Napa Valley Vineyard

Muir Hanna Vineyards
Chardonnay, Pinot Noir & Merlot
About Muir Hanna Vineyards
The Muir-Hanna family
The Origins of our Label design
Seasonal Vineyard Report
News, events & other info
Photo Journals
Recipes & Gatherings
Purchasing Info
Contact Information
Back to the Welcome Page

Click on one of the Vineyard Descriptions to find out more:
Bill & Claudia Hanna Vineyards
JMH Vineyards

Vineyard Update

Please Note: We no longer producing wine. We will cease all sales June 30, 2014 or sooner, depending on inventory.

Vineyard Report- 2009 Harvest
Older Vineyard Reports

We strongly believe that the character of quality wine begins in the vineyard. Our goal is healthy vines in healthy soil...fine winemaking from the ground up. We assess each vine for vigor every year, carefully pruning to allow the vine to produce its optimal crop. We plant cover crops in the fall to prevent erosion and enhance fertility, grinding up the clippings and prunings in the spring and incorporating them back into the soil. During the growing season we remove weeds mechanically to minimize the use of herbicide and reduce the need for additional water. We are proud that we have not used insecticides on producing vines in over 30 years.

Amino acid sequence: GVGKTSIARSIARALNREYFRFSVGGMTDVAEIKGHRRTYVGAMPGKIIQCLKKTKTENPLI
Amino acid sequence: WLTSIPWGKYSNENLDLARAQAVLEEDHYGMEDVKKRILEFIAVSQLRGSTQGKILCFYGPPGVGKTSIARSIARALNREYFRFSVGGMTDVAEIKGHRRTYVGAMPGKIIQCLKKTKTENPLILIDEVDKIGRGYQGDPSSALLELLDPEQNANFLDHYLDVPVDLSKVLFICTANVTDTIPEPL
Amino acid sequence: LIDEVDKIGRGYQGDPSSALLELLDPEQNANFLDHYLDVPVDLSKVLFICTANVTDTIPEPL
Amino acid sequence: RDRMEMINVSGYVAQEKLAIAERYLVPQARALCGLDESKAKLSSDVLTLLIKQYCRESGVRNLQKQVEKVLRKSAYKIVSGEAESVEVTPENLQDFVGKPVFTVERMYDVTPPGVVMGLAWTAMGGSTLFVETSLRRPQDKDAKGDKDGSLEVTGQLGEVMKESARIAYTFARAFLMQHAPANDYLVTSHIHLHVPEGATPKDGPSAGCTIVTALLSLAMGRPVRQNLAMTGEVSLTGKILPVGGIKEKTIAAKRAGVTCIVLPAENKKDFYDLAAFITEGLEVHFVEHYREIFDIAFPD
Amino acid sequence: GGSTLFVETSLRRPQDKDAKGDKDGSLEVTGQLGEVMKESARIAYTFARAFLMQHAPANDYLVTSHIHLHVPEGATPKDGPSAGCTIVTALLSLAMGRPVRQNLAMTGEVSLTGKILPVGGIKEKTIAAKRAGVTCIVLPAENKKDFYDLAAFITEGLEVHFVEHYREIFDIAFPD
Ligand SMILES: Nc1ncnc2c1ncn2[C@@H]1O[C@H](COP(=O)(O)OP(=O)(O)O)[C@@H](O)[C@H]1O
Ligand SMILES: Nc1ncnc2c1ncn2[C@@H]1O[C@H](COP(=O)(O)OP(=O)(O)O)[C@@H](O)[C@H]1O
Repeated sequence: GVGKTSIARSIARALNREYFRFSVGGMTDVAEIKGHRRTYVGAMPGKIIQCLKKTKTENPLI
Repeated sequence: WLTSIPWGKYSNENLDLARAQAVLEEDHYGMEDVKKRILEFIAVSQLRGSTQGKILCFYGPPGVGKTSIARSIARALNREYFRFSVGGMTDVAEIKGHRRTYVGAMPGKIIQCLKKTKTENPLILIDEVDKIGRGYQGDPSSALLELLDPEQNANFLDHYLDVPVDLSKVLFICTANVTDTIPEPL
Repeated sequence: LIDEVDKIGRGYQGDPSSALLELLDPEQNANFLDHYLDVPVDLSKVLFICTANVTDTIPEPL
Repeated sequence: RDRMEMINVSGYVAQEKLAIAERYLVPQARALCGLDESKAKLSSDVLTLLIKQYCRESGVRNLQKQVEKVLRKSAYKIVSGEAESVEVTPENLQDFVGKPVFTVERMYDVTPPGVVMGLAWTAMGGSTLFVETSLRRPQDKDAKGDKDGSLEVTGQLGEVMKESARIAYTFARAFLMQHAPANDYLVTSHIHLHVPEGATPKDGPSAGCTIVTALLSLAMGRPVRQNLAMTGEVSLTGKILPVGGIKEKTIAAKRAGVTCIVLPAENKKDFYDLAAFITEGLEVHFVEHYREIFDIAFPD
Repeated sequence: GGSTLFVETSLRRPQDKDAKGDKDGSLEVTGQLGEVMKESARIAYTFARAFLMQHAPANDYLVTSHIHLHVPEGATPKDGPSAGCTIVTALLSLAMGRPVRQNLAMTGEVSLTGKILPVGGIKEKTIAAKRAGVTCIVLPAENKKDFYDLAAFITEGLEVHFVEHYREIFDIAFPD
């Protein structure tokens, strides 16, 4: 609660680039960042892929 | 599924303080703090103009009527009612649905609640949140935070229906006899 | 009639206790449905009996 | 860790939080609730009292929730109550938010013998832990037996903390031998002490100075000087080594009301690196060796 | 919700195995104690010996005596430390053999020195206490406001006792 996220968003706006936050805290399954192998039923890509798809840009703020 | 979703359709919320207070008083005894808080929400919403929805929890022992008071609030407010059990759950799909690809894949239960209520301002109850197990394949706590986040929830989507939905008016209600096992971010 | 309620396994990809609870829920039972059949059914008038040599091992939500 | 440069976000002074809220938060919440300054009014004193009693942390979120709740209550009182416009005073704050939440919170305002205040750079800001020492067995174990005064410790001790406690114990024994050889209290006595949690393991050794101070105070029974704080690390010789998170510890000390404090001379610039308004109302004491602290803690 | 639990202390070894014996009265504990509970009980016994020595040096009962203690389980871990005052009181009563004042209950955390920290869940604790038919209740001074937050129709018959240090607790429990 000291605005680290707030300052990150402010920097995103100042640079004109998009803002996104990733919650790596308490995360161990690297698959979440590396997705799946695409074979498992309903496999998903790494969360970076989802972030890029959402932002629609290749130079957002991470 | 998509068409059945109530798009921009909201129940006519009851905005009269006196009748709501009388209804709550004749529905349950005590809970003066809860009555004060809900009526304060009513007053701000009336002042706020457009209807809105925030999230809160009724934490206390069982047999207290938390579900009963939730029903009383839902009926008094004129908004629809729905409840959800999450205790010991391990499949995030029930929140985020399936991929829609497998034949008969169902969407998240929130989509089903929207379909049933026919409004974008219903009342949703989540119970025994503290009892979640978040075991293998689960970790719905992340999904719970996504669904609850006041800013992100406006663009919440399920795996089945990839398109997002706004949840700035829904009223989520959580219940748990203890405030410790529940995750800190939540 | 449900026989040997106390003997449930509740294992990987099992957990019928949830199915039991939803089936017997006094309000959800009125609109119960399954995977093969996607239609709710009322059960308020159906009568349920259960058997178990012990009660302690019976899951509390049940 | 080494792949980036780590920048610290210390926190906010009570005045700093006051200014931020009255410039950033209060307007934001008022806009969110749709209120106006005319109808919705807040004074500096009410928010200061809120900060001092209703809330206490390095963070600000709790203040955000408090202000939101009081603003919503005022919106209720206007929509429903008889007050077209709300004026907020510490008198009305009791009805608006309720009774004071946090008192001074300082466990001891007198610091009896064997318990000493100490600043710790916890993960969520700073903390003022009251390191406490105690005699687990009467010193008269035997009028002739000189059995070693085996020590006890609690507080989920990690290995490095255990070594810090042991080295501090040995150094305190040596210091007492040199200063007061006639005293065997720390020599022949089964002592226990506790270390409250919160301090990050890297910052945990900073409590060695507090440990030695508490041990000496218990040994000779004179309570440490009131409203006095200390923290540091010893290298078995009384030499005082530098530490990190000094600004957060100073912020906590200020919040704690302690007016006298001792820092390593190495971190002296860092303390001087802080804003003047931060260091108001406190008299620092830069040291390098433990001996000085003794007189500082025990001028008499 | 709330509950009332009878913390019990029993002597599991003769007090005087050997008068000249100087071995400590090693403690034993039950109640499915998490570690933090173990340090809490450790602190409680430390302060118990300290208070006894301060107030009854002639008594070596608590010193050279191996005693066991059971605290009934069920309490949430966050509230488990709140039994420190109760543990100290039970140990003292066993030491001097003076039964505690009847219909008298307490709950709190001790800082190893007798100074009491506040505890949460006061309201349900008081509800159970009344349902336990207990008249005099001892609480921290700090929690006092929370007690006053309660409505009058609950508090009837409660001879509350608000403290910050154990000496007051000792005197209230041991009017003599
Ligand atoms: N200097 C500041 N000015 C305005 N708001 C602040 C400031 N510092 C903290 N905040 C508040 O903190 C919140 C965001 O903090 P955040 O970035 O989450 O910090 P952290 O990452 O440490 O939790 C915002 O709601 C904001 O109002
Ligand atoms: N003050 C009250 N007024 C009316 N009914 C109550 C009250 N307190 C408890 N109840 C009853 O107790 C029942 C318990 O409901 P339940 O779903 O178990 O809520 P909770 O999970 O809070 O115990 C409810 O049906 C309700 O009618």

We revisit each block many times a season, removing shoots, trimming off excess fruit and training the vines to maximize the interception of sunlight. By hand, we remove foliage around the grape clusters to increase air flow and prevent mildew and rot, and harvest by hand at the peak of each row’s physiological maturity. We pick in the early morning, while the grapes are still very cool. We pick each varietal when the sugars and acids are in ideal balance, and keep temperatures constant to preserve that balance. The trip from vine row to winery is less than five minutes, so the juice is pressed out before the grapes have a chance to warm. We don’t burn fossil fuels trucking fruit for miles and then consume power trying to regain appropriate temperatures. We perform most of the winery operations by hand and never rush the aging, allowing each varietal an optimal rest in both barrel and bottle before releasing our finished wines. This allows us to produce rich flavorful, well-balanced wines with crisp fruit cradled in a light touch of oak. Muir-Hanna wines need no specialized ritual after purchase – just draw the cork, enjoy, and join us in celebrating our legacy.